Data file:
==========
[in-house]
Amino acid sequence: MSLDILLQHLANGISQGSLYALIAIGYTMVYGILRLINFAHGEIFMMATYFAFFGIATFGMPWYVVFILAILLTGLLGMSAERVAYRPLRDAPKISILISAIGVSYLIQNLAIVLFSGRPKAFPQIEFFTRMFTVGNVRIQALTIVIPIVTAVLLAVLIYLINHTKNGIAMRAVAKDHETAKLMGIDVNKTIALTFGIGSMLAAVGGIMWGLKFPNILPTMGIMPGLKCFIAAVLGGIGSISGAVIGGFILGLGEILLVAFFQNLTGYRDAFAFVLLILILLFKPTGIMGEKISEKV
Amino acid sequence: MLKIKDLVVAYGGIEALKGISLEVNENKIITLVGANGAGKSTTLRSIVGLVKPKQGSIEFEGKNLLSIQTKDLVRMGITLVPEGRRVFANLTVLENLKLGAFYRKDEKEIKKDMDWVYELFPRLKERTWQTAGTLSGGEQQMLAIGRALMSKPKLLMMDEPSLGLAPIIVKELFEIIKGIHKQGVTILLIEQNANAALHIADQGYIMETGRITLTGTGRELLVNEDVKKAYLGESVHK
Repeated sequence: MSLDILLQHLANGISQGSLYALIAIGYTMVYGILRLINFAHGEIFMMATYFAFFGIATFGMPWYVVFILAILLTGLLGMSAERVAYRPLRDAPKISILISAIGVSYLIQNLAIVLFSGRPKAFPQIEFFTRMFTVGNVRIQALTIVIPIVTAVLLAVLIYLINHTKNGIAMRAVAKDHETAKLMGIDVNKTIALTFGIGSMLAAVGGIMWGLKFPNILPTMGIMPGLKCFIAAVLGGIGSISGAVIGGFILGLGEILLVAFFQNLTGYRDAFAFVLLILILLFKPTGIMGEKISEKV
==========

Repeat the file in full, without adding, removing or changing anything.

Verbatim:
[in-house]
Amino acid sequence: MSLDILLQHLANGISQGSLYALIAIGYTMVYGILRLINFAHGEIFMMATYFAFFGIATFGMPWYVVFILAILLTGLLGMSAERVAYRPLRDAPKISILISAIGVSYLIQNLAIVLFSGRPKAFPQIEFFTRMFTVGNVRIQALTIVIPIVTAVLLAVLIYLINHTKNGIAMRAVAKDHETAKLMGIDVNKTIALTFGIGSMLAAVGGIMWGLKFPNILPTMGIMPGLKCFIAAVLGGIGSISGAVIGGFILGLGEILLVAFFQNLTGYRDAFAFVLLILILLFKPTGIMGEKISEKV
Amino acid sequence: MLKIKDLVVAYGGIEALKGISLEVNENKIITLVGANGAGKSTTLRSIVGLVKPKQGSIEFEGKNLLSIQTKDLVRMGITLVPEGRRVFANLTVLENLKLGAFYRKDEKEIKKDMDWVYELFPRLKERTWQTAGTLSGGEQQMLAIGRALMSKPKLLMMDEPSLGLAPIIVKELFEIIKGIHKQGVTILLIEQNANAALHIADQGYIMETGRITLTGTGRELLVNEDVKKAYLGESVHK
Repeated sequence: MSLDILLQHLANGISQGSLYALIAIGYTMVYGILRLINFAHGEIFMMATYFAFFGIATFGMPWYVVFILAILLTGLLGMSAERVAYRPLRDAPKISILISAIGVSYLIQNLAIVLFSGRPKAFPQIEFFTRMFTVGNVRIQALTIVIPIVTAVLLAVLIYLINHTKNGIAMRAVAKDHETAKLMGIDVNKTIALTFGIGSMLAAVGGIMWGLKFPNILPTMGIMPGLKCFIAAVLGGIGSISGAVIGGFILGLGEILLVAFFQNLTGYRDAFAFVLLILILLFKPTGIMGEKISEKV